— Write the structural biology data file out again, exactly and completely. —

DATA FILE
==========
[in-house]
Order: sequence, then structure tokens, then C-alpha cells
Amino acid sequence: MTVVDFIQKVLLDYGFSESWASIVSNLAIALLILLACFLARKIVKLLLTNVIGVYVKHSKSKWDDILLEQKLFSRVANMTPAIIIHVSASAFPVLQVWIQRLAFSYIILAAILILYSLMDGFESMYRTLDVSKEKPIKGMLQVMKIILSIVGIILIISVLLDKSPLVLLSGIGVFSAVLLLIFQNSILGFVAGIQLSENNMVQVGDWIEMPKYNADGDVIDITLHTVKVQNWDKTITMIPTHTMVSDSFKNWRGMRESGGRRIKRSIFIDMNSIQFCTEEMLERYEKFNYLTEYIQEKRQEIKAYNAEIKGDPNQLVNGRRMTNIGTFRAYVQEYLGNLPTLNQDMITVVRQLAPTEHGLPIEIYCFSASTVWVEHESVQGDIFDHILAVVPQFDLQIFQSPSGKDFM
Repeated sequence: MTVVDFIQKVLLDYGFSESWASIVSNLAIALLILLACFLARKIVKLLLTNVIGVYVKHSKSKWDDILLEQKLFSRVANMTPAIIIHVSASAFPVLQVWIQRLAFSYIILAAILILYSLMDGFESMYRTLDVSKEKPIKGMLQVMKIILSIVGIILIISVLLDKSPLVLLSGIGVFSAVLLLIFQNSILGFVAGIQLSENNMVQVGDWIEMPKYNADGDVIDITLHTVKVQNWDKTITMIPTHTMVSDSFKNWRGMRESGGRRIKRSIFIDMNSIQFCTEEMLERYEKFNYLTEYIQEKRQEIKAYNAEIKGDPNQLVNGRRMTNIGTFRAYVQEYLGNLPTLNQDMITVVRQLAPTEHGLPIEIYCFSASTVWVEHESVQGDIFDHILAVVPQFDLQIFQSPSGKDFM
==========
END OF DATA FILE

[in-house]
Order: sequence, then structure tokens, then C-alpha cells
Amino acid sequence: MTVVDFIQKVLLDYGFSESWASIVSNLAIALLILLACFLARKIVKLLLTNVIGVYVKHSKSKWDDILLEQKLFSRVANMTPAIIIHVSASAFPVLQVWIQRLAFSYIILAAILILYSLMDGFESMYRTLDVSKEKPIKGMLQVMKIILSIVGIILIISVLLDKSPLVLLSGIGVFSAVLLLIFQNSILGFVAGIQLSENNMVQVGDWIEMPKYNADGDVIDITLHTVKVQNWDKTITMIPTHTMVSDSFKNWRGMRESGGRRIKRSIFIDMNSIQFCTEEMLERYEKFNYLTEYIQEKRQEIKAYNAEIKGDPNQLVNGRRMTNIGTFRAYVQEYLGNLPTLNQDMITVVRQLAPTEHGLPIEIYCFSASTVWVEHESVQGDIFDHILAVVPQFDLQIFQSPSGKDFM
Repeated sequence: MTVVDFIQKVLLDYGFSESWASIVSNLAIALLILLACFLARKIVKLLLTNVIGVYVKHSKSKWDDILLEQKLFSRVANMTPAIIIHVSASAFPVLQVWIQRLAFSYIILAAILILYSLMDGFESMYRTLDVSKEKPIKGMLQVMKIILSIVGIILIISVLLDKSPLVLLSGIGVFSAVLLLIFQNSILGFVAGIQLSENNMVQVGDWIEMPKYNADGDVIDITLHTVKVQNWDKTITMIPTHTMVSDSFKNWRGMRESGGRRIKRSIFIDMNSIQFCTEEMLERYEKFNYLTEYIQEKRQEIKAYNAEIKGDPNQLVNGRRMTNIGTFRAYVQEYLGNLPTLNQDMITVVRQLAPTEHGLPIEIYCFSASTVWVEHESVQGDIFDHILAVVPQFDLQIFQSPSGKDFM